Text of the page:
I met Emily Long on Twitter and found her interesting…thought I’d ask her to do the “10 Questions With…” to get to know her a little better–and I’m glad I did! I’m sure you’ll enjoy her interview as well…
1. How did you become involved with dance?
I began dancing because a friend of mine in grade school did it. My favorite part of my first year of ballet was the flashcards; we sat in a circle and had to demonstrate steps one at a time as we were each flashed a card. But I was pretty theatrical as a kid—putting on Broadway shows in my basement with the neighbor kids, folk dancing in the backyard, improvising to a Putumayo CD of Latin music my dad had—I think it was inevitable for me to come to dance one way or another.
2. What are you currently doing in the field?
I am beginning my second season as a dancer with Ballet Quad Cities. In two weeks we premiere the ballet “I, Vampire,” in which I am killed no fewer than four separate times under various character guises. It’s all very dramatic.
3. Would you share a special moment or two from your career?
Special moments for me have been times of being aware of connectedness—sometimes they happen onstage with the audience or a partner, sometimes in the studio, sometimes in discussion outside of rehearsal.
4. What is the best advice you have ever received regarding dance?
The best advice I’ve ever received was from a very, very dear teacher I had, Kimmary Williams, who told me that as long as I wanted to dance, there would be some way to do it. The corollary to that, I infer, is that if I can’t find a way to dance, it must mean I don’t want it enough and should probably stop. Sometimes I wonder if that’s an oversimplified way of looking at things, but it’s worked for me so far.
5. Do you have any advice for those who would like to dance professionally?
Find what works for you. Realize that the only factor in the equation of personal or professional success that you can know and control is yourself, and knowing yourself is an ever-changing, ongoing process.
6. What has been your biggest challenge in dance?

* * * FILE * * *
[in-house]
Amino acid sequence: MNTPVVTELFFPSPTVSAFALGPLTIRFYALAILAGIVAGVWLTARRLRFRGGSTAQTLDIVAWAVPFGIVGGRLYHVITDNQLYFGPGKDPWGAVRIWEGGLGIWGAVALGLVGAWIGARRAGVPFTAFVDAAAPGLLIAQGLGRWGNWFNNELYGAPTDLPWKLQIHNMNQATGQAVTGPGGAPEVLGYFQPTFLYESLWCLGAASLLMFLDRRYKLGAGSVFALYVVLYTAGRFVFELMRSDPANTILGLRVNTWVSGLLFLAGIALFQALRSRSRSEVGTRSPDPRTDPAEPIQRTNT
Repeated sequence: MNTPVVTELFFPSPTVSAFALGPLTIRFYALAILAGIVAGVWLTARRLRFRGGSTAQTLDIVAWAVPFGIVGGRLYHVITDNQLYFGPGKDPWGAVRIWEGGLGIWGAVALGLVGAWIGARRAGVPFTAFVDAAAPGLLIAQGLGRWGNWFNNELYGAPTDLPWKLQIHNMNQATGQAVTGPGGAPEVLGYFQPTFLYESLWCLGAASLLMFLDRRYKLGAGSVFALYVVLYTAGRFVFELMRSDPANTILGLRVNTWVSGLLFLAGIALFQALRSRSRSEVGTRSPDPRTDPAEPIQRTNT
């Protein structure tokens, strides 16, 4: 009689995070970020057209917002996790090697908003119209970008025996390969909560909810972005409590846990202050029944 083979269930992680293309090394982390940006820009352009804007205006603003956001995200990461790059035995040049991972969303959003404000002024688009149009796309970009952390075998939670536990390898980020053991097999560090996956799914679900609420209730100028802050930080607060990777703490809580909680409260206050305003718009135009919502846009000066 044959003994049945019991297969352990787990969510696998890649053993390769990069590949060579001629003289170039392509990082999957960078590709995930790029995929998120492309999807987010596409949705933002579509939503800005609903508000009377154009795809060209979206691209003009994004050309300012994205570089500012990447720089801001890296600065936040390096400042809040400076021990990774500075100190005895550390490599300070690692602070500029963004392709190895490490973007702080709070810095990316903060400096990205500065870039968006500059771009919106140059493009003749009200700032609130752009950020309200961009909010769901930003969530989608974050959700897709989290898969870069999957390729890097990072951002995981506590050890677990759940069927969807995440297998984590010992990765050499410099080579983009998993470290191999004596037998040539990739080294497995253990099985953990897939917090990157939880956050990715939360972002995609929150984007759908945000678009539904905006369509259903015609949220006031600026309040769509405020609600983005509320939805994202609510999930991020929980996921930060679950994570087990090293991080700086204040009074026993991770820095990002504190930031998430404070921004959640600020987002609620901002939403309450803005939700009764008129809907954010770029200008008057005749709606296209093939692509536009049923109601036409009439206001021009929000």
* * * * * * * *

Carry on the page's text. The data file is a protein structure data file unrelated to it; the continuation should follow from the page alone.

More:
My biggest challenge physically has been my tendency to overwork. I’ve been called “bulldog” by more teachers than I’d like to count! A manifestation of my reluctance to trust my body’s natural tendency toward balance and efficiency, I think. But I believe self trust is one of the great human challenges, so I’ve begun to grow out of the overwork as I’ve begun to grow up.
7. What is it that you love so much about ballet?
I love that there is so much to study: different techniques and frameworks of movement in the broadest, most absolute sense; the movement philosophies of individual choreographers; and on the most personal level the emotions or ideas one can inject into one’s own dancing. I love the process of finding the appropriate vehicle to convey a particular thought or feeling.
8. Do you have a special routine that you go through before a performance, or is each one different?
I make sure I have time onstage before curtain to go through any bits of choreography I find scary or inconsistent…usually that also involves a lot of pep talks and/or lectures under my breath, too! I eat some small complex carbohydrate three or four hours before the show. Basically make my body as ready as possible, whatever happens to mean for a given show. I also usually put my eyelashes on before class to get used to having to focus through that filter.
9. Where you do think dance is headed?
That’s a big question. To the extent that the state of art reflects the state of society, I think it will become increasingly plural and increasingly relativistic—what’s considered innovative, classical, or deviant changes so quickly. Dance is also increasingly trans-generic; all the styles are informing one another. And one can’t even begin to address the impact technology is having on dance in terms of access and the exchange of information. Those are probably all pretty obvious statements.
10. What is next for you?
Next for me is, of course, the rest of the season: “Nutcracker;” a mixed bill, “The Ugly Duckling;” and “Cinderella.” Many more years of dancing following that, I hope.
BIO: Emily Kate Long began her dance education in South Bend, Indiana, with Kimmary Williams and Jacob Rice and graduated in 2007 from Pittsburgh Ballet Theatre School’s Schenley Program. Ms Long attended Milwaukee Ballet School’s Summer Intensive on scholarship before being invited to join Milwaukee Ballet II in 2007. She also has spent summers studying at Saratoga Summer Dance Intensive, Miami City Ballet, Pittsburgh Ballet Theatre School, Pittsburgh Youth Ballet, and Ballet Chicago.
Ms Long has been a member of Ballet Quad Cities since 2009, during which time she has danced featured roles in Deanna Carter’s Ash to Glass and Dracula, and participated in the company’s 2010 performances at Ballet Builders in New York City. Prior to joining Ballet Quad Cities Ms Long performed with Milwaukee Ballet and MBII in Michael Pink’s The Nutcracker and Candide Overture, Petipa’s The Sleeping Beauty and La Bayadére, Balanchine’s Who Cares?, Bournonville’s Flower Festival in Genzano and Napoli, and contemporary and neoclassical works by Tom Teague, Denis Malinkine, and Rolando Yanes. She also collaborated extensively with the Milwaukee Ballet Education Department to create Maria and the Magic Doll Shoppe, which toured to over 20 venues throughout southeastern Wisconsin. Favorite roles danced to date include Simone Ferro’s EVOL and Deanna Carter’s Ash To Glass with Ballet Quad Cities, and Petr Zahradnicek’s Dessert Pas De Trois with Milwaukee Ballet II.